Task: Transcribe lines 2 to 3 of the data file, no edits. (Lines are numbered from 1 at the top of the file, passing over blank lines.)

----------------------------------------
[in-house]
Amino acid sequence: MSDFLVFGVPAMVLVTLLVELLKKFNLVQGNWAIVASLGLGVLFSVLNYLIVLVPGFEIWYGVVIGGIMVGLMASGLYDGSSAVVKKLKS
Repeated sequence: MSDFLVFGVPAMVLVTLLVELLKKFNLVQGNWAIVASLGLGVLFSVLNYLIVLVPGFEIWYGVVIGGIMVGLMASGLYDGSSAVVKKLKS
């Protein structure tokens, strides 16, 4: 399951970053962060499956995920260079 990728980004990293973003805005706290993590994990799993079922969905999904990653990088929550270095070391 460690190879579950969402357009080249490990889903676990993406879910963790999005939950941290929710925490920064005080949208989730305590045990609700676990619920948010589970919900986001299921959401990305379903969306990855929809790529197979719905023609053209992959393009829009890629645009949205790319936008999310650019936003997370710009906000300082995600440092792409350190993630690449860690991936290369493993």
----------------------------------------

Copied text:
Amino acid sequence: MSDFLVFGVPAMVLVTLLVELLKKFNLVQGNWAIVASLGLGVLFSVLNYLIVLVPGFEIWYGVVIGGIMVGLMASGLYDGSSAVVKKLKS
Repeated sequence: MSDFLVFGVPAMVLVTLLVELLKKFNLVQGNWAIVASLGLGVLFSVLNYLIVLVPGFEIWYGVVIGGIMVGLMASGLYDGSSAVVKKLKS